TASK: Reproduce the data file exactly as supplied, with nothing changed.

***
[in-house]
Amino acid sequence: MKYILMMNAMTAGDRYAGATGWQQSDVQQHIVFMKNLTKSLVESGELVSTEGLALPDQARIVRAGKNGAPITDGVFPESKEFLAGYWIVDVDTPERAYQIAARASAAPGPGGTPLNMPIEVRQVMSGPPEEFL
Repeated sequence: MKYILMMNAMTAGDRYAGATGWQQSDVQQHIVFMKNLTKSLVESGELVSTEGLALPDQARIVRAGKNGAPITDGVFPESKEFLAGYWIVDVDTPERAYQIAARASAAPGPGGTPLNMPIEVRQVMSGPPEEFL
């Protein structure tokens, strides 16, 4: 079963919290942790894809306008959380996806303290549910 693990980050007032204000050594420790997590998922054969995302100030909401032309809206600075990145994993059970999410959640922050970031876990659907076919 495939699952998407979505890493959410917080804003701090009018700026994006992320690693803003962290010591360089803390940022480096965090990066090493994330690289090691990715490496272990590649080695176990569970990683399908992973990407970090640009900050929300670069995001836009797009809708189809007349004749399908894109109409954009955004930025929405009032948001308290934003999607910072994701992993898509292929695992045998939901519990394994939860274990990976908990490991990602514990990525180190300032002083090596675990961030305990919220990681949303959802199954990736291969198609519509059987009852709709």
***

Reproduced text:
[in-house]
Amino acid sequence: MKYILMMNAMTAGDRYAGATGWQQSDVQQHIVFMKNLTKSLVESGELVSTEGLALPDQARIVRAGKNGAPITDGVFPESKEFLAGYWIVDVDTPERAYQIAARASAAPGPGGTPLNMPIEVRQVMSGPPEEFL
Repeated sequence: MKYILMMNAMTAGDRYAGATGWQQSDVQQHIVFMKNLTKSLVESGELVSTEGLALPDQARIVRAGKNGAPITDGVFPESKEFLAGYWIVDVDTPERAYQIAARASAAPGPGGTPLNMPIEVRQVMSGPPEEFL
């Protein structure tokens, strides 16, 4: 079963919290942790894809306008959380996806303290549910 693990980050007032204000050594420790997590998922054969995302100030909401032309809206600075990145994993059970999410959640922050970031876990659907076919 495939699952998407979505890493959410917080804003701090009018700026994006992320690693803003962290010591360089803390940022480096965090990066090493994330690289090691990715490496272990590649080695176990569970990683399908992973990407970090640009900050929300670069995001836009797009809708189809007349004749399908894109109409954009955004930025929405009032948001308290934003999607910072994701992993898509292929695992045998939901519990394994939860274990990976908990490991990602514990990525180190300032002083090596675990961030305990919220990681949303959802199954990736291969198609519509059987009852709709």